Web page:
U-Va. should fight Cuccinelli's faulty investigation of Michael Mann

Friday, May 7, 2010

WE KNEW Virginia Attorney General Ken Cuccinelli II (R) had declared war on reality. Now he has declared war on the freedom of academic inquiry as well. We hope that Gov. Robert F. McDonnell (R) and the University of Virginia have the spine to repudiate Mr. Cuccinelli's abuse of the legal code. If they do not, the quality of Virginia's universities will suffer for years to come.

In his ongoing campaign to wish away human-induced climate change, Mr. Cuccinelli has targeted Michael Mann, a climate scientist who used to teach at the University of Virginia, investigating him for allegedly defrauding taxpayers by obtaining grants from the commonwealth to conduct research on global temperatures. The attorney general is demanding that the university turn over astonishingly vast numbers of e-mails and other documents relating to Mr. Mann, including all correspondence with a long list of other reputable scientists.

As ammunition for this chilling assault, Mr. Cuccinelli twists beyond recognition a statute designed to punish government contractors who use fake receipts to claim taxpayer funds and those who commit other such frauds. For Mr. Cuccinelli's "investigation" to have any merit, the attorney general must suppose that Mr. Mann "knowingly" presented "a false or fraudulent claim for payment or approval." Mr. Cuccinelli's justification for this suspicion seems to be a series of e-mails that surfaced last year in which Mr. Mann wrote of a "trick" he used in one of his analyses, a term that referred to a method of presenting data to non-experts, not an effort to falsify results.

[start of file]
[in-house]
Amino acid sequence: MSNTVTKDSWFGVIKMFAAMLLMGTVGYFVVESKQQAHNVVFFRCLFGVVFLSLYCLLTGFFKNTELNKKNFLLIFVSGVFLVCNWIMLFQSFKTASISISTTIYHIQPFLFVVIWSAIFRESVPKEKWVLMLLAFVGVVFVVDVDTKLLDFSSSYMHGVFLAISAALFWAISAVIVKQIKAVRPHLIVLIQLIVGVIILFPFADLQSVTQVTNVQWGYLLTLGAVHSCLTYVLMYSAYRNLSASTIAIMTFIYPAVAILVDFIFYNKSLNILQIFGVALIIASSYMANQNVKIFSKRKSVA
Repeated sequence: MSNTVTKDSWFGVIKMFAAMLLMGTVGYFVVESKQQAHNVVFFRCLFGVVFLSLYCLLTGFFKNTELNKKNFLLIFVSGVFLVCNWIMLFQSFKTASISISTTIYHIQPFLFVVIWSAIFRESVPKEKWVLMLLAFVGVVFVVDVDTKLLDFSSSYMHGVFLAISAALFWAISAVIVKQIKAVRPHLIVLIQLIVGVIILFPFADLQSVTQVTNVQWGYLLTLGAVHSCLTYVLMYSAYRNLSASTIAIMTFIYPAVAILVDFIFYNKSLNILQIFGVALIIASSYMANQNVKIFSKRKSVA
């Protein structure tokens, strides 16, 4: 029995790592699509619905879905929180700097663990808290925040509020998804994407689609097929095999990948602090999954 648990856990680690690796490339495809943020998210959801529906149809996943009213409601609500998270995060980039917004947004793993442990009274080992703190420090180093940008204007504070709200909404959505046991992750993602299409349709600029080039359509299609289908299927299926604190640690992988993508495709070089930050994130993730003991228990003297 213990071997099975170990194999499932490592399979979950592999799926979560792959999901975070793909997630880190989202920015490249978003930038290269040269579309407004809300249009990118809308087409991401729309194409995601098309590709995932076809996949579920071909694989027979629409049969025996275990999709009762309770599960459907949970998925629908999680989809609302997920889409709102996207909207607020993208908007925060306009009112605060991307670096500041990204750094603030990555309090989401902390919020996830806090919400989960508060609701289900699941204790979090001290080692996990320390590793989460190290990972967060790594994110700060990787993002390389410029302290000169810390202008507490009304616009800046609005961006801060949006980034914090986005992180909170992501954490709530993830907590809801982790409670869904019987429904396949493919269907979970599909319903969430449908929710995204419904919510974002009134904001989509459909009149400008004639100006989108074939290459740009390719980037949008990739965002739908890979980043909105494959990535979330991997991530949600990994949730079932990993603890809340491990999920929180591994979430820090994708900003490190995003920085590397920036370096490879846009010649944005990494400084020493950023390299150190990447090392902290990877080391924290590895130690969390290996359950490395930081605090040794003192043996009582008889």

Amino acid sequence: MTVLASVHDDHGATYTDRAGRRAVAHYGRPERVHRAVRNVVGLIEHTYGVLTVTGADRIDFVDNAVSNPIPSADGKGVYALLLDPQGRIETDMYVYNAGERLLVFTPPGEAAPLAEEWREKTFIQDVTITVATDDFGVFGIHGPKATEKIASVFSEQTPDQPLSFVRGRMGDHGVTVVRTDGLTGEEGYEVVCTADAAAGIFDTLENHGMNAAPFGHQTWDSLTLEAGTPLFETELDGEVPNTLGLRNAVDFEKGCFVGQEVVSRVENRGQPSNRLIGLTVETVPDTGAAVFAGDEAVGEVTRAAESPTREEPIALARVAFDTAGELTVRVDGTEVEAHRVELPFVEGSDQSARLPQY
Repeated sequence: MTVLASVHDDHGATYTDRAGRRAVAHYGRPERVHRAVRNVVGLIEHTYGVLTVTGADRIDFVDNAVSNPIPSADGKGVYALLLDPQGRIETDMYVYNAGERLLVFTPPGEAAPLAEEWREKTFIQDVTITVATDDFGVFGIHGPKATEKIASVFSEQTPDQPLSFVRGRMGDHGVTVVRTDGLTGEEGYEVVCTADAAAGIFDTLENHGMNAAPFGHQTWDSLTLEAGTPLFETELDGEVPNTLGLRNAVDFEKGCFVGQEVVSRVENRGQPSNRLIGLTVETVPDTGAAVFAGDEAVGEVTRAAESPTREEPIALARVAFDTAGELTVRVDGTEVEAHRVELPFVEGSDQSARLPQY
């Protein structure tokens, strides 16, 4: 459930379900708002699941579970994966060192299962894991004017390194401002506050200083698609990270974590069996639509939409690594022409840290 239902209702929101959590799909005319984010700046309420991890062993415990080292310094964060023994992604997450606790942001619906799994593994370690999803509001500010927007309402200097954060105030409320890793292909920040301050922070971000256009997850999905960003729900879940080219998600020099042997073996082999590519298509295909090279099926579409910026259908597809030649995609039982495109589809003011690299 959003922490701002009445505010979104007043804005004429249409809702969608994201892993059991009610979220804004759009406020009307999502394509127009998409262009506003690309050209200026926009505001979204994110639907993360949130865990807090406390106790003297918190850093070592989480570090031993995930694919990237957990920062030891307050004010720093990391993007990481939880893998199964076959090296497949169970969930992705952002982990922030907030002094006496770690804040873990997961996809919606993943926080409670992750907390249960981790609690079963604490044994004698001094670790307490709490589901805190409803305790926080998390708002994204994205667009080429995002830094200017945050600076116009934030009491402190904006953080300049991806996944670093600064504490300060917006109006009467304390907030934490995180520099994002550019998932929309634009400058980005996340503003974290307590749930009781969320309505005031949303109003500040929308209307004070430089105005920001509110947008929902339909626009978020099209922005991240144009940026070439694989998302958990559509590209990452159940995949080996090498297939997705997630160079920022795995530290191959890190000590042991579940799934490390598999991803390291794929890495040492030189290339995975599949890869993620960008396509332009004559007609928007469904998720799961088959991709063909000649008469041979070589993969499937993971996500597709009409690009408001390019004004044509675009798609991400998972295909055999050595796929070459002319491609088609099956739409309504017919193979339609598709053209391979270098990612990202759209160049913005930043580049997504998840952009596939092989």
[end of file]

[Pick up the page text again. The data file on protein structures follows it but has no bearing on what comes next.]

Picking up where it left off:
IN FACT, the scientific community, including a National Academy of Sciences panel, has pored over Mr. Mann's work for more than a decade, and though supporters and skeptics still disagree on much, it's clear that his conclusions are not obviously, premeditatedly fraudulent, particularly since they come with admissions about the uncertainties inherent to his work. Inquiries in Britain and one at Pennsylvania State University, Mr. Mann's current academic home, also absolved him of wrongdoing with regard to the e-mail controversy, the latter noting in particular that there is no evidence that he "suppressed or falsified data."

By equating controversial results with legal fraud, Mr. Cuccinelli demonstrates a dangerous disregard for scientific method and academic freedom. The remedy for unsatisfactory data or analysis is public criticism from peers and more data, not a politically tinged witch hunt or, worse, a civil penalty. Scientists and other academics inevitably will get things wrong, and they will use public funds in the process, because failure is as important to producing good scholarship as success. For the commonwealth to persecute scientists because one official or another dislikes their findings is the fastest way to cripple not only its stellar flagship university, but also its entire public higher education system.

That's why the university should immediately challenge the attorney general's "civil investigative demand" for documents, which the law allows, and which a university spokeswoman says it is considering. It's also why Mr. McDonnell should condemn the attorney general and aid the university, making it clear that Mr. Cuccinelli speaks only for himself.

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